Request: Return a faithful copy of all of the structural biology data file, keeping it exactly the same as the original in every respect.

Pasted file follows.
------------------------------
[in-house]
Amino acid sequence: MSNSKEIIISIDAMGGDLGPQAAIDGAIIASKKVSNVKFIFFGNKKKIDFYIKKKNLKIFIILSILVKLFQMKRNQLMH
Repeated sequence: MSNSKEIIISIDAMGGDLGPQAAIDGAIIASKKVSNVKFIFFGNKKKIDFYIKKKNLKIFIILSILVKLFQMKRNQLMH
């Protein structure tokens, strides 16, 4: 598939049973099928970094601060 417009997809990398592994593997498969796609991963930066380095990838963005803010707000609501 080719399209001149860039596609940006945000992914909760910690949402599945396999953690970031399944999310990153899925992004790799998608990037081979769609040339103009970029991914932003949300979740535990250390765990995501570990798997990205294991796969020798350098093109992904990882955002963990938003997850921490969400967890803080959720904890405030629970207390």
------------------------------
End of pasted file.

[in-house]
Amino acid sequence: MSNSKEIIISIDAMGGDLGPQAAIDGAIIASKKVSNVKFIFFGNKKKIDFYIKKKNLKIFIILSILVKLFQMKRNQLMH
Repeated sequence: MSNSKEIIISIDAMGGDLGPQAAIDGAIIASKKVSNVKFIFFGNKKKIDFYIKKKNLKIFIILSILVKLFQMKRNQLMH
């Protein structure tokens, strides 16, 4: 598939049973099928970094601060 417009997809990398592994593997498969796609991963930066380095990838963005803010707000609501 080719399209001149860039596609940006945000992914909760910690949402599945396999953690970031399944999310990153899925992004790799998608990037081979769609040339103009970029991914932003949300979740535990250390765990995501570990798997990205294991796969020798350098093109992904990882955002963990938003997850921490969400967890803080959720904890405030629970207390």